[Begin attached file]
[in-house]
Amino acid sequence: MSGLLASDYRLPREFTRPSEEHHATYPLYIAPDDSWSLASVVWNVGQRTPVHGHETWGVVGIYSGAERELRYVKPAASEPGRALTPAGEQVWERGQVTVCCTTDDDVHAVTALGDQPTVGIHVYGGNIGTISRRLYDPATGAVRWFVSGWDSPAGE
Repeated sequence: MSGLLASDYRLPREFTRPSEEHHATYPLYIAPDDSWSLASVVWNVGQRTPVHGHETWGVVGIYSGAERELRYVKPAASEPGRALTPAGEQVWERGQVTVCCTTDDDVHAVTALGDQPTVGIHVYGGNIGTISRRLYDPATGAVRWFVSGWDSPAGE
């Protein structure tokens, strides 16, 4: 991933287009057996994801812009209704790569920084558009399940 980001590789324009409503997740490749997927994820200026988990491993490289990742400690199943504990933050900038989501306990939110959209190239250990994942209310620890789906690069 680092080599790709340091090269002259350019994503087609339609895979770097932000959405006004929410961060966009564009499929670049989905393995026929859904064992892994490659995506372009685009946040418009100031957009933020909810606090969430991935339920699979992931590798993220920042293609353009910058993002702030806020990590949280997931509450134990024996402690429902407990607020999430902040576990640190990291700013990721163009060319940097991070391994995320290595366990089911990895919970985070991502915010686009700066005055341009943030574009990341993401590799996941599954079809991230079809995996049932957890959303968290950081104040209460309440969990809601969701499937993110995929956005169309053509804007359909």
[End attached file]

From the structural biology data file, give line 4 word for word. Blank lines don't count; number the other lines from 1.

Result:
């Protein structure tokens, strides 16, 4: 991933287009057996994801812009209704790569920084558009399940 980001590789324009409503997740490749997927994820200026988990491993490289990742400690199943504990933050900038989501306990939110959209190239250990994942209310620890789906690069 680092080599790709340091090269002259350019994503087609339609895979770097932000959405006004929410961060966009564009499929670049989905393995026929859904064992892994490659995506372009685009946040418009100031957009933020909810606090969430991935339920699979992931590798993220920042293609353009910058993002702030806020990590949280997931509450134990024996402690429902407990607020999430902040576990640190990291700013990721163009060319940097991070391994995320290595366990089911990895919970985070991502915010686009700066005055341009943030574009990341993401590799996941599954079809991230079809995996049932957890959303968290950081104040209460309440969990809601969701499937993110995929956005169309053509804007359909």